Six Nations: ‘Beating France would be a massive step in the right direction’ - Magnus Bradbury
No.8 takes heart from Italy win and believes Scotland can kick on
All boys love their mum, that’s a given, but it doesn’t stop them from embarrassing us sometimes.
Scotland’s No 8 Magnus Bradbury admits that he has taken some stick after his SRU president mother, Dee Bradbury, gave him a hug before the Calcutta Cup clash against England, but he says he wouldn’t change it and takes it as a memory to cherish.
“That was nice for my family and my mother and I,” said Bradbury of the moment his trailblazing mum, the first female president of a major rugby union, met the teams alongside the Princess Royal and naturally gave her boy a hug.
“I have had some stick for it. I wasn’t sure whether to high five her or what. It was good,” said Bradbury.
Pre-match formalities are one thing but Bradbury has been in the thick of it as Scotland continue their slog to some kind of redemption following a year of trauma on and off the field.
After a stabilising 17-0 win against Italy in Rome following defeats by Ireland and England, the Scots now face challenging tests against the resurgent Grand Slam-chasing French before a closing trip to meet wounded Wales in Cardiff.
“Consistency is key, we’ve had a good away win in Rome and to now beat this French team at home would be a massive step in the right direction,” said the 23-year-old, who now has 13 caps.
He is part of a youthful all-Edinburgh national back row alongside capital clubmates Hamish Watson and Jamie Ritchie, right, on the open and blindside flanks respectively.
“We work well together, we know how each other plays now and it’s encouraging to see,” said Bradbury.
“Coming from club level, not necessarily playing a lot together as a back row with Bill [Mata] involved, it’s nice to play with some good mates, it’s good fun.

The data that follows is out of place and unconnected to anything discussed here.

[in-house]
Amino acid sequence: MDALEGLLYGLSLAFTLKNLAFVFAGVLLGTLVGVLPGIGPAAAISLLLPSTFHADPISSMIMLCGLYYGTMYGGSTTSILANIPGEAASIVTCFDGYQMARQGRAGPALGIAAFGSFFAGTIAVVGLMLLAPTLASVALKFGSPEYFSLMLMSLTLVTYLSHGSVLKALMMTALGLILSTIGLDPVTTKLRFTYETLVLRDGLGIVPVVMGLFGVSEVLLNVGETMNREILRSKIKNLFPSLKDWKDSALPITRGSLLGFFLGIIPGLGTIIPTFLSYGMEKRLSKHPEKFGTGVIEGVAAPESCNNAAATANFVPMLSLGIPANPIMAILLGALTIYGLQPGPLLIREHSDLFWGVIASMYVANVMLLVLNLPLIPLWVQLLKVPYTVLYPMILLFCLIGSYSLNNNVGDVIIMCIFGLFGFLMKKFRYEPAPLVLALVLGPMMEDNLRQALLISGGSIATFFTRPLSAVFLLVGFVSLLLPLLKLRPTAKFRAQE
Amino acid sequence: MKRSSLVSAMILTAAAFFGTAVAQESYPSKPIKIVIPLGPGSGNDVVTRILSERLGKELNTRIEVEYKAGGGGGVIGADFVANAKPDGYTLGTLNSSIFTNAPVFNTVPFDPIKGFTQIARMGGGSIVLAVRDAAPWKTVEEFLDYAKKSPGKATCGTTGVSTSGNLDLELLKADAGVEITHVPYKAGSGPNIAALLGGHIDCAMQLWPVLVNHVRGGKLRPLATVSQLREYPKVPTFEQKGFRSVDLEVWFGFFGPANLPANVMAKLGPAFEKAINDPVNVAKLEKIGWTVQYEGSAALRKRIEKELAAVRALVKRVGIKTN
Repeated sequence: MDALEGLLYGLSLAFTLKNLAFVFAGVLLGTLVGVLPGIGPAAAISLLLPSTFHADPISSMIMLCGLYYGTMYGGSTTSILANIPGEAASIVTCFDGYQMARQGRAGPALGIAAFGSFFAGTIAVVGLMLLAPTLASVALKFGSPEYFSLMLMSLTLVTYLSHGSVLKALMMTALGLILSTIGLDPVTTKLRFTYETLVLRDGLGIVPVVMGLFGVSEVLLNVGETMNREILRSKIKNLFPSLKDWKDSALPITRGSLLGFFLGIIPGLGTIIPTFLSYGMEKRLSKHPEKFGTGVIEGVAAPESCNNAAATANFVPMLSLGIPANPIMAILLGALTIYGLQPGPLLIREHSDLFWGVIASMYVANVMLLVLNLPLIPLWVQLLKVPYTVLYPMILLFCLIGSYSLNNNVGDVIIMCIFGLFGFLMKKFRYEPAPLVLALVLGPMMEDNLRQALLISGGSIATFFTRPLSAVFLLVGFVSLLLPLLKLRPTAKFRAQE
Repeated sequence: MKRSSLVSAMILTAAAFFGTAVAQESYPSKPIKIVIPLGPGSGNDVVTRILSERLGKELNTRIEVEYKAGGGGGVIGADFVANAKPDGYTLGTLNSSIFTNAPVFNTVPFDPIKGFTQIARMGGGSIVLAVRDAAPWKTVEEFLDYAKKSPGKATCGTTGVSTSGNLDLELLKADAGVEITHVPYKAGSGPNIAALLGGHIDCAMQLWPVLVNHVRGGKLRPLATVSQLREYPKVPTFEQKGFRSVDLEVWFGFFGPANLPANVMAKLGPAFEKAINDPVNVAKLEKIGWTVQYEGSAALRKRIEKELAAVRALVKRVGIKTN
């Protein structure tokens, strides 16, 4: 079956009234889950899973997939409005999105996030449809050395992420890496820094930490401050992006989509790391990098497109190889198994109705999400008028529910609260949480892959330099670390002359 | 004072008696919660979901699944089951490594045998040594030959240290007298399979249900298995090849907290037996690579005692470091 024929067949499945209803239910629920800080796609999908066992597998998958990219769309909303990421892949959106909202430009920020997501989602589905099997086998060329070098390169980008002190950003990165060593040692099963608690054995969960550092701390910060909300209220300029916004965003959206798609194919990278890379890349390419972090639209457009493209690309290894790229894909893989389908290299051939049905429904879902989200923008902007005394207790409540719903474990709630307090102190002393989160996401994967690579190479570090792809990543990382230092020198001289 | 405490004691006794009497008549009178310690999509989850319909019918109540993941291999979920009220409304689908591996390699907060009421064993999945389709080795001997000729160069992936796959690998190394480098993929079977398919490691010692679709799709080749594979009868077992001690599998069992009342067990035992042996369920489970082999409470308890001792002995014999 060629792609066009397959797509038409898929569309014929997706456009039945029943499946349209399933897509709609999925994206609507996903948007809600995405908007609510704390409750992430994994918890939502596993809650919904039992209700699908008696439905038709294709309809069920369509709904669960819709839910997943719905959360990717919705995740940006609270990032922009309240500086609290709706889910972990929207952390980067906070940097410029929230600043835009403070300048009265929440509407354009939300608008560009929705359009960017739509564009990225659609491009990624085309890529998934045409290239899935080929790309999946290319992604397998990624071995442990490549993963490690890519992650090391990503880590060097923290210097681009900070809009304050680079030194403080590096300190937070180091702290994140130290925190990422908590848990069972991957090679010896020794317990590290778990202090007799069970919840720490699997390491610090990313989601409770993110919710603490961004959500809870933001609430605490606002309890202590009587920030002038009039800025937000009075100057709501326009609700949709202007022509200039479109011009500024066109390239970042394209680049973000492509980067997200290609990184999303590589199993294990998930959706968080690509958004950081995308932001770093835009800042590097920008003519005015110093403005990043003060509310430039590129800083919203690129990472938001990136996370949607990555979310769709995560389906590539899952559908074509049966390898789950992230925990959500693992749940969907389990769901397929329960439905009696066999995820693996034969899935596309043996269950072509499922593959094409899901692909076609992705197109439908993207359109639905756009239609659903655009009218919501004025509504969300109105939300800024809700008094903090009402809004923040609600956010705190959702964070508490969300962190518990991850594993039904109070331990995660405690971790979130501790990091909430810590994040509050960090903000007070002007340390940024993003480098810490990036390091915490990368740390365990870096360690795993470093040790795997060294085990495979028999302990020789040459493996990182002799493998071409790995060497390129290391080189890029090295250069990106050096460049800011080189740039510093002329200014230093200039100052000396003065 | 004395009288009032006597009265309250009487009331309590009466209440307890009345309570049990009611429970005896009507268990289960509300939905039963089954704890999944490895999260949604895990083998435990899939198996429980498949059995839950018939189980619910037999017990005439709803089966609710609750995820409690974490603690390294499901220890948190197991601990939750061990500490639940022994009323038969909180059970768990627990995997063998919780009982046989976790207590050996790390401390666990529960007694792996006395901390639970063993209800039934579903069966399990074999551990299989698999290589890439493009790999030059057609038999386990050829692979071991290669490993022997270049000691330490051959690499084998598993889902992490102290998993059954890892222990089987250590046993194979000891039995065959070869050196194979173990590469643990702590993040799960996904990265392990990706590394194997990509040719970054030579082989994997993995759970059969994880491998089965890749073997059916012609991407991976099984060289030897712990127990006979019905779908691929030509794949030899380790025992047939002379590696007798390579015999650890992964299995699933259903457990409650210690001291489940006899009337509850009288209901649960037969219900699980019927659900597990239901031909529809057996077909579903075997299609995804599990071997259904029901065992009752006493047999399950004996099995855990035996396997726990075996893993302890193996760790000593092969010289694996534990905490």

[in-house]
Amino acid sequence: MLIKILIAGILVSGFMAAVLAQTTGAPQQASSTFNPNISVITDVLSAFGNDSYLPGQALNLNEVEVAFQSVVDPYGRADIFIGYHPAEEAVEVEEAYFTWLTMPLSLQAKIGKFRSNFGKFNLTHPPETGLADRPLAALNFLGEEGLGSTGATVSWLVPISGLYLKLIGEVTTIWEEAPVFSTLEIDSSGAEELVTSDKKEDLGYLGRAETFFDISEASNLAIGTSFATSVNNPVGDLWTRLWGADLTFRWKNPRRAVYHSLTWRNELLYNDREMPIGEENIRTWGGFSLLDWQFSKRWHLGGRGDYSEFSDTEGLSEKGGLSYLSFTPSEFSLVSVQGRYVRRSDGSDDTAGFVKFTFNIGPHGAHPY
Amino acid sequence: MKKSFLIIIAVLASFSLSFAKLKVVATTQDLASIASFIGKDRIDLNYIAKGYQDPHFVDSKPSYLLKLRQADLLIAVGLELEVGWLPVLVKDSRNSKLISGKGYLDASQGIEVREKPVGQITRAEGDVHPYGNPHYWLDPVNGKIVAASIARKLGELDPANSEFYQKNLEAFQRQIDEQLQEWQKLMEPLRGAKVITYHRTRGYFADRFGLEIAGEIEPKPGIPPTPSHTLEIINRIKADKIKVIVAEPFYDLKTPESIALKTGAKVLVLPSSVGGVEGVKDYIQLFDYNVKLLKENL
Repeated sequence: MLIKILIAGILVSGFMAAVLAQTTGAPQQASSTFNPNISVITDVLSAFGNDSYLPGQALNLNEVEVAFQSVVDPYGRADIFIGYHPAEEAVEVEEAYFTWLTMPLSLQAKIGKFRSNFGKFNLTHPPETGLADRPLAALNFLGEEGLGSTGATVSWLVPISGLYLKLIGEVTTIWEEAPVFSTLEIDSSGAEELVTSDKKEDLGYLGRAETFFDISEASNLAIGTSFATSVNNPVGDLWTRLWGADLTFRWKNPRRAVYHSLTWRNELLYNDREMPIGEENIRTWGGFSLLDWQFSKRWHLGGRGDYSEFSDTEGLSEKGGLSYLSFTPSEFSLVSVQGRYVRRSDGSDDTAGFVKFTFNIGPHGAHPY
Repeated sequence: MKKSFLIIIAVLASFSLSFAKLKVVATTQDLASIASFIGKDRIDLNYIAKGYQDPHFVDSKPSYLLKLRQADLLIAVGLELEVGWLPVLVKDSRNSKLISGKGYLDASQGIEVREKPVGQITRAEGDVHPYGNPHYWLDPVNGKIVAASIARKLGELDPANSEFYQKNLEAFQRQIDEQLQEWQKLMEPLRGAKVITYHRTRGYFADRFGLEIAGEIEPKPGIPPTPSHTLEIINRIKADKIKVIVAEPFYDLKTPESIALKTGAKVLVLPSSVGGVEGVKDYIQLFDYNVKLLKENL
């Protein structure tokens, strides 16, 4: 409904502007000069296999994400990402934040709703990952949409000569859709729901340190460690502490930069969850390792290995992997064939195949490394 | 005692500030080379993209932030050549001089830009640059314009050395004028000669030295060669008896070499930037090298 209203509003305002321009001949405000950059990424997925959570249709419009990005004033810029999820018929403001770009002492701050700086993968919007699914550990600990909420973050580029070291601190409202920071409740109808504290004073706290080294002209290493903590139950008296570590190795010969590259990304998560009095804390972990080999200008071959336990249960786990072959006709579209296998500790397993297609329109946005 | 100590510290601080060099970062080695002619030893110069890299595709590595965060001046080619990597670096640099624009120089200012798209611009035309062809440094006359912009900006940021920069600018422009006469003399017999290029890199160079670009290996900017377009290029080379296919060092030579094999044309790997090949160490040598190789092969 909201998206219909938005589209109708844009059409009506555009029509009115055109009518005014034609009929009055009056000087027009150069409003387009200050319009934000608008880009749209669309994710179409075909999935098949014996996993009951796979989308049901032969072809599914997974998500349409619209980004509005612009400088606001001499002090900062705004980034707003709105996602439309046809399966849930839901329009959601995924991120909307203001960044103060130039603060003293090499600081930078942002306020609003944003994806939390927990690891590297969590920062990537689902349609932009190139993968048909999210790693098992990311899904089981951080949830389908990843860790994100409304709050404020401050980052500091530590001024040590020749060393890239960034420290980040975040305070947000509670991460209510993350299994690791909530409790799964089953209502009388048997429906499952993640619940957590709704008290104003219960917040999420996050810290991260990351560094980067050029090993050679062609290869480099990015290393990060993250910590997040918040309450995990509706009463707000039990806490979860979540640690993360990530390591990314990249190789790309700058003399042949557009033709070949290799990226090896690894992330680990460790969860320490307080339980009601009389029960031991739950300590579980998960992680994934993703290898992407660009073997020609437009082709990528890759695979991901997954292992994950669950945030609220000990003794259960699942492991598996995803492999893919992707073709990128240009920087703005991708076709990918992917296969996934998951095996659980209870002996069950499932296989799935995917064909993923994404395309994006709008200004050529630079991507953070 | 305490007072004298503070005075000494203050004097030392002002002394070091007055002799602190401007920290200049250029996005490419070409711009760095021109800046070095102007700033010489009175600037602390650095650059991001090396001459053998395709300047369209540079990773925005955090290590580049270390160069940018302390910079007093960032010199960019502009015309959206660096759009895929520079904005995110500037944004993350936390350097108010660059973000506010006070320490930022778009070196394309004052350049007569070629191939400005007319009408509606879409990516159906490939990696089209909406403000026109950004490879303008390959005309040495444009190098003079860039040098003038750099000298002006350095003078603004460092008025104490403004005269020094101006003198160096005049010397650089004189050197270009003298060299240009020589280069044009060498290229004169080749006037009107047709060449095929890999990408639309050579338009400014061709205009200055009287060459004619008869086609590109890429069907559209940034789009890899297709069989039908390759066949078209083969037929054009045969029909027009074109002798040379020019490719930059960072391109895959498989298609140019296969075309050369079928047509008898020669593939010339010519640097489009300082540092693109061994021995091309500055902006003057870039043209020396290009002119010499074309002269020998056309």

“Hamish and Jamie are in great form at the moment, they’re playing some of the best rugby I’ve seen them play in a long time so it’s good to see that and I can draw confidence from that. The guys on the flanks make my job easier and I can help them out as well.
“Obviously we’ve got a couple of fetchers and we all try to carry as much as we can and tackle as much as we can so I think we complement each other really well.”
Bradbury knows that this collective understanding will be vital when, at BT Murrayfield on Sunday, they face a youthful French team who have lit up the tournament with impressive wins over England and Wales in particular.
“Every time we play at Murrayfield, I look forward to it. It’s been special this year to have England at home and unfortunate not to get the result, and then France at home,” said Bradbury.
“As a team, we fancy ourselves against anyone at home so our preparations will start next week when everyone is back together.
“At the end of the day, we’re playing in front of a home crowd, it’s a great experience for everyone involved.
“In the Six Nations, I look forward to every game. It is always special at home – you get off that bus to go to the changing rooms and the senior players tell us ‘take your headphones off and listen to this when you get off the bus’.”
Bradbury was speaking as the Scotland squad performed an open training session in Melrose, noting that preparation for the France game will begin in earnest from tomorrow.
“We’ve started to look at the players. We know, having played [for Edinburgh] against Bordeaux in the past, we know the players and how they play, so we have that in the back of our heads. But come Monday night when we’re in camp, that’s when the hard work will start,” he said.
“A French team with that kind of momentum behind them, when they play confidently, it’s going to be a tough game, a physical game and a fast game, I’m sure.
“We’re going to try our best to stop them getting the Grand Slam. Some commentators get a bit ahead of themselves but in this competition in particular, any team can beat anyone. So we’re going out there to win and that’s what we’re concerned about.”
Having worn the favourites’ tag in the Italian capital and just about lived up to it, Scotland face a different kind of test. “We don’t see ourselves as underdogs, we see ourselves as a good team who can compete with anyone,” Bradbury added. “We’re going out there preparing for another physical, fast Test match against a team who are playing some good rugby at the moment. We understand the challenge that poses.”
France have impressed everyone this year, and Bradbury is no different. “The youth coming through. How young that team is and how successful early on – that’s a team for a while going forward and that can only get better. From their point of view, that’s encouraging,” said Bradbury.
“I tend to look at the back-row players being a back-row myself and they work really well, they bounce off each other really well. And then you have even more dynamic players on the bench coming on to replace them. It’s going to be a good battle next weekend.”